When it comes to aging and suffering from knee pain, the first thing will come into your mind is knee osteoarthritis.
What is osteoarthritis?
Sometimes called wear and tear arthritis, osteoarthritis (OA) is the most common type of arthritis. When the smooth cushion between bones (cartilage) breaks down, joints can get painful, swollen and hard to move. OA can affect any joint, but it occurs most often in hands, knees, hips, lower back and neck. OA can happen at any age, but it commonly starts in the 50s and affects women more than men. This disease starts gradually and worsens over time. But there are ways to manage OA to prevent or minimize pain and keep mobile.
What are the symptoms of having knee OA?
- Pain that increases when you are active, but gets a little better with rest Swelling
- Feeling of warmth in the joint
- Stiffness in the knee, especially in the morning or when you have been sitting for a while
- Decrease in mobility of the knee, making it difficult to get in and out of chairs or cars, use the stairs, or walk
- Creaking, crackly sound that is heard when the knee moves
How Is Osteoarthritis of the Knee Treated?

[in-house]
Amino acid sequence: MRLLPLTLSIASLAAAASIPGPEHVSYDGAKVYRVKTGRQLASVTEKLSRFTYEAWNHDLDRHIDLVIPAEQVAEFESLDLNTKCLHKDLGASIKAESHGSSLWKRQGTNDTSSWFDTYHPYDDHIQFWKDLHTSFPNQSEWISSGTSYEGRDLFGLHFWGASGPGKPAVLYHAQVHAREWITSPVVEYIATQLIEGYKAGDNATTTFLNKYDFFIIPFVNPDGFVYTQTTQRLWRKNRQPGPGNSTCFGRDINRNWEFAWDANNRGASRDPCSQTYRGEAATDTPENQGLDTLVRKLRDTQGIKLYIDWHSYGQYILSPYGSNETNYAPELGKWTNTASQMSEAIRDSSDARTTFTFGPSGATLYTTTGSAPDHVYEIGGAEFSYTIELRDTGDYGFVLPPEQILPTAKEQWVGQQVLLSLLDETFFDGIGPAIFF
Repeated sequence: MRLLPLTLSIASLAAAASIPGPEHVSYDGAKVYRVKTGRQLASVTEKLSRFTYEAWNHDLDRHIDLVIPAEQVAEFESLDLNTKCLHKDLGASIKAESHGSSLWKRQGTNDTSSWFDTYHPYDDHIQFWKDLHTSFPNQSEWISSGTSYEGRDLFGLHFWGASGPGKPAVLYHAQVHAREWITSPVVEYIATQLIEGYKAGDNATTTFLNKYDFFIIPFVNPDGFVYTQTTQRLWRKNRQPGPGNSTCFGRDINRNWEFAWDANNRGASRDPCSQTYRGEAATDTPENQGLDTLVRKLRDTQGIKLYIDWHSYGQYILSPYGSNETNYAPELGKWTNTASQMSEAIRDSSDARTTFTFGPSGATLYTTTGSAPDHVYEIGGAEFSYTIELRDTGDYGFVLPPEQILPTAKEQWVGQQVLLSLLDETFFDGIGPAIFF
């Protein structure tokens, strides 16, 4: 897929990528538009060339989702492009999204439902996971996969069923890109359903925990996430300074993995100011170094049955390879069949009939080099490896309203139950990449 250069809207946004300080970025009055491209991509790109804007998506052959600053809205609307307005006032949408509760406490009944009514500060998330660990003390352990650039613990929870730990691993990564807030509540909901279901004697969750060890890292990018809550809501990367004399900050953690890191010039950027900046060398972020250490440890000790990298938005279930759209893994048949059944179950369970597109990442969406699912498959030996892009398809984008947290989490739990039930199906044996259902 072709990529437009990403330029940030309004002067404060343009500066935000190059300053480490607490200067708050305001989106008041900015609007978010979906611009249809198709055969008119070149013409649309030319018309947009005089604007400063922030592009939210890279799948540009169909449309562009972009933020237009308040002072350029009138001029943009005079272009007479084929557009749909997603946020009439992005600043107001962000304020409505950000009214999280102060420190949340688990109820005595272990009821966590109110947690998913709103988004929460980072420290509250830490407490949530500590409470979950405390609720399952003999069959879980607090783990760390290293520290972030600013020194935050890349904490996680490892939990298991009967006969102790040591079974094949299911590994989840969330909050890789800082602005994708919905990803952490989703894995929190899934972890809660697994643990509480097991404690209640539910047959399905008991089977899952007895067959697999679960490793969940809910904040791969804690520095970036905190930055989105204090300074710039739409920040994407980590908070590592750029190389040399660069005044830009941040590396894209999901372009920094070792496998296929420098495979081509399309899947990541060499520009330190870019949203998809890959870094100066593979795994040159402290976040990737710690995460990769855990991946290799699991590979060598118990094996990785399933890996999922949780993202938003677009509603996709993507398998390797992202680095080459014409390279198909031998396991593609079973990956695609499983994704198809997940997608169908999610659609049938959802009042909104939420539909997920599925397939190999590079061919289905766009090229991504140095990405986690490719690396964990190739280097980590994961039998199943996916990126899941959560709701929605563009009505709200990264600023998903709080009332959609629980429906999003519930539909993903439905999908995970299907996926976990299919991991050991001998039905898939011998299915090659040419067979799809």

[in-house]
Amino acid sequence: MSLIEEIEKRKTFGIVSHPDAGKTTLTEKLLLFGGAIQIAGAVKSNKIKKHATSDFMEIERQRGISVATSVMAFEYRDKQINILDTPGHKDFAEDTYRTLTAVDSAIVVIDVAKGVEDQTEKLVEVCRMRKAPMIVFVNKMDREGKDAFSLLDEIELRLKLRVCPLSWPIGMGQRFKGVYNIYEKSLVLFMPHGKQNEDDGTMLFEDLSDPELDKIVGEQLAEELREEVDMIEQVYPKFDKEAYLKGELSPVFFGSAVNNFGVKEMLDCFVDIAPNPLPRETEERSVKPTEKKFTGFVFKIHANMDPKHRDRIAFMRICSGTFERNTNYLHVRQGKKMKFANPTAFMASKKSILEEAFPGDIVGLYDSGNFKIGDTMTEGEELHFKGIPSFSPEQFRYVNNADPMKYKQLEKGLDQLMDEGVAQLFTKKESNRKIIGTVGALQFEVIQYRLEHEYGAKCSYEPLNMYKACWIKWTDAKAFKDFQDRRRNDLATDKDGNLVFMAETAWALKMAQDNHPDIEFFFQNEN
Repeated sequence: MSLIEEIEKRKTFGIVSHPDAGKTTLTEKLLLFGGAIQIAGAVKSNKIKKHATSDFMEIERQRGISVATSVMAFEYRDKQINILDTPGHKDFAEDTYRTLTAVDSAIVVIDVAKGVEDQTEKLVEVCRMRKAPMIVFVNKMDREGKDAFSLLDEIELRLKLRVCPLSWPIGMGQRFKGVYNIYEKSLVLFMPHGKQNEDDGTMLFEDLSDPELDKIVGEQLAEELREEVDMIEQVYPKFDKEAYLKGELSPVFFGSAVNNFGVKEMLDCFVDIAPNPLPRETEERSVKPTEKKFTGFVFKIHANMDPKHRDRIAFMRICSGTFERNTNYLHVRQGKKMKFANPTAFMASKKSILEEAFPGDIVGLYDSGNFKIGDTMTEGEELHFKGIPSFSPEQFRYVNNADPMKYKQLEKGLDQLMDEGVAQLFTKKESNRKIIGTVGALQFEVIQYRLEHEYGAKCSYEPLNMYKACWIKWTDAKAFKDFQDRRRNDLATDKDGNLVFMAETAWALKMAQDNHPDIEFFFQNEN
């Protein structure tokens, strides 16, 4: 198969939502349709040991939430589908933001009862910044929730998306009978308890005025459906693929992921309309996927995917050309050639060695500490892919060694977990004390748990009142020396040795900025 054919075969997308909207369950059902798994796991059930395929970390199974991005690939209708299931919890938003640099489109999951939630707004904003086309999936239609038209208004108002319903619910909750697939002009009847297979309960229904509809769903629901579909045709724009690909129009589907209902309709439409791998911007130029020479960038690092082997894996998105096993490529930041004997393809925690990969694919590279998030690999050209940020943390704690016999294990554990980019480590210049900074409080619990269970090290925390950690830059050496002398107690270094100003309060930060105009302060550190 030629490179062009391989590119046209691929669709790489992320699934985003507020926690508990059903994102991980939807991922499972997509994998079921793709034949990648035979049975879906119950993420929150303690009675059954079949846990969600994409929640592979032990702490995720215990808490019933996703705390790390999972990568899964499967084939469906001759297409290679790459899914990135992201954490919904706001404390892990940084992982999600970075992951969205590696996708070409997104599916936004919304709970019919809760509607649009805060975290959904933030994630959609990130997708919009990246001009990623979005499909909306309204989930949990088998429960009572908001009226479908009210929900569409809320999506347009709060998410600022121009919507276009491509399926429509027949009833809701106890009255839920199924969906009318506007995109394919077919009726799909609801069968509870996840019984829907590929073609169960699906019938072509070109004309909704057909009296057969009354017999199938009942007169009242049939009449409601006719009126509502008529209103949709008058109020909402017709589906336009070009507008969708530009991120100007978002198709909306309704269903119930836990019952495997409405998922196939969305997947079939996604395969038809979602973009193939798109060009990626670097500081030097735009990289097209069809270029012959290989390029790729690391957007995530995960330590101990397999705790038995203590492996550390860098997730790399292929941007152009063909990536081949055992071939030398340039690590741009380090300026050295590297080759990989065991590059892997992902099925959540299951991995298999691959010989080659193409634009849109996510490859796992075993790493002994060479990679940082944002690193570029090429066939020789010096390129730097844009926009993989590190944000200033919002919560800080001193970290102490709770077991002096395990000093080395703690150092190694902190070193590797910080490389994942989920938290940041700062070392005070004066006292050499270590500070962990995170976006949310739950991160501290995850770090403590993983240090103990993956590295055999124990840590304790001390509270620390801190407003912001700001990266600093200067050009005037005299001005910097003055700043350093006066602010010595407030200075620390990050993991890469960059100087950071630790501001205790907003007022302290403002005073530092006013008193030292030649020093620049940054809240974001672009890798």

The primary goals of treating osteoarthritis of the knee are to relieve the pain and return mobility. Recommendations for the treatment of osteoarthritis of the knee range from activity modification and anti-inflammatory medication to total knee arthroplasty, depending on the disability of the patient and the severity of the disease.
The non-operative management of osteoarthritis is multimodal, and may include exercise, bracing, non-steroidal anti-inflammatory medication, corticosteroid injections, viscosupplementation injections, and complementary and alternative medicine. Exercise can reduce pain and increase function in a patient with early arthritic changes.
When other treatments don’t work, surgery is a good option.
How to prevent knee OA?
Exercise plays a key role in preventing knee damage, supporting the knee during treatment, and recovery. Some evidence supports the recommendation that a low impact weight-bearing program may be beneficial to patients with osteoarthritis.
Exercise can help prevent joint damage by:
- strengthening the muscles around the knee
- helping you maintain a healthy weight
However, the effects of exercise programs may be lost after 6 months if patients do not maintain the exercise program. In order to maintain it, keeping yourself active is the best prevention!